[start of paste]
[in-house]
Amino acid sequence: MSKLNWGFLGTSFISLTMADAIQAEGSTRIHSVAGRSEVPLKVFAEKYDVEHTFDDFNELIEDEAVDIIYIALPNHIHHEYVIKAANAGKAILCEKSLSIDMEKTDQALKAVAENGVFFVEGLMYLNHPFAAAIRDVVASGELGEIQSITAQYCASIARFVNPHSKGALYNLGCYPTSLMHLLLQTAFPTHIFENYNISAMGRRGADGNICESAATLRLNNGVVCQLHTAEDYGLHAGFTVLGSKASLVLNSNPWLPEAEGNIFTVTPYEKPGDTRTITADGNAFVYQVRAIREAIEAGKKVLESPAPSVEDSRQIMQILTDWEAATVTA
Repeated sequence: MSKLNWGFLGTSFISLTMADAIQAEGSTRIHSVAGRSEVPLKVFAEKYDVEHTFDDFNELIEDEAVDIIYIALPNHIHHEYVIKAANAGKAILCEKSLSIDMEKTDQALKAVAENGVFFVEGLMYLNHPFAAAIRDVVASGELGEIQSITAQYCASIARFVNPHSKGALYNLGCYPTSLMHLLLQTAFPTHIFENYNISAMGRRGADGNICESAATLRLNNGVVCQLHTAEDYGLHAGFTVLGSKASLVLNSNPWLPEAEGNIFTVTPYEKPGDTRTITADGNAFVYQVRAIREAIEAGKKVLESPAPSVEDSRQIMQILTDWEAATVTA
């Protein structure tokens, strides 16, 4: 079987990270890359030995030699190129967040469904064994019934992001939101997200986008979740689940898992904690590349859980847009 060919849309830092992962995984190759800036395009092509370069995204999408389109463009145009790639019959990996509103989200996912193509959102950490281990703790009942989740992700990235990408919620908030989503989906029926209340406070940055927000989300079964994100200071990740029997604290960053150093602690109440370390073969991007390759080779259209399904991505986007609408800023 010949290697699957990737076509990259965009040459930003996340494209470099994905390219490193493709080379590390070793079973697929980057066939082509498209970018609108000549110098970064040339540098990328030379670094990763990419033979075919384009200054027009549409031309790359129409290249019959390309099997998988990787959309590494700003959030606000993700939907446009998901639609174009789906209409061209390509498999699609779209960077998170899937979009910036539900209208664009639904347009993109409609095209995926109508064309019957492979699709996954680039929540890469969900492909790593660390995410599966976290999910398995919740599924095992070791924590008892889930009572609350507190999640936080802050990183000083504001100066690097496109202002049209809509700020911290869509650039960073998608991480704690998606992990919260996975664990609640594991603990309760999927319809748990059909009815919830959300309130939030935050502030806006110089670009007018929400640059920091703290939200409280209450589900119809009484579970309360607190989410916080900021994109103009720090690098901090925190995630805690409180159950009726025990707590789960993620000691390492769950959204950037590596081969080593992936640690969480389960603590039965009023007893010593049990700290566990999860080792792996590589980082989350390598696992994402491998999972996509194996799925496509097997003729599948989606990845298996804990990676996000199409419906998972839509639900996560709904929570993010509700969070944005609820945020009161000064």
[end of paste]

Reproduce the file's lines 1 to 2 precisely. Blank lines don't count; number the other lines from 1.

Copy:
[in-house]
Amino acid sequence: MSKLNWGFLGTSFISLTMADAIQAEGSTRIHSVAGRSEVPLKVFAEKYDVEHTFDDFNELIEDEAVDIIYIALPNHIHHEYVIKAANAGKAILCEKSLSIDMEKTDQALKAVAENGVFFVEGLMYLNHPFAAAIRDVVASGELGEIQSITAQYCASIARFVNPHSKGALYNLGCYPTSLMHLLLQTAFPTHIFENYNISAMGRRGADGNICESAATLRLNNGVVCQLHTAEDYGLHAGFTVLGSKASLVLNSNPWLPEAEGNIFTVTPYEKPGDTRTITADGNAFVYQVRAIREAIEAGKKVLESPAPSVEDSRQIMQILTDWEAATVTA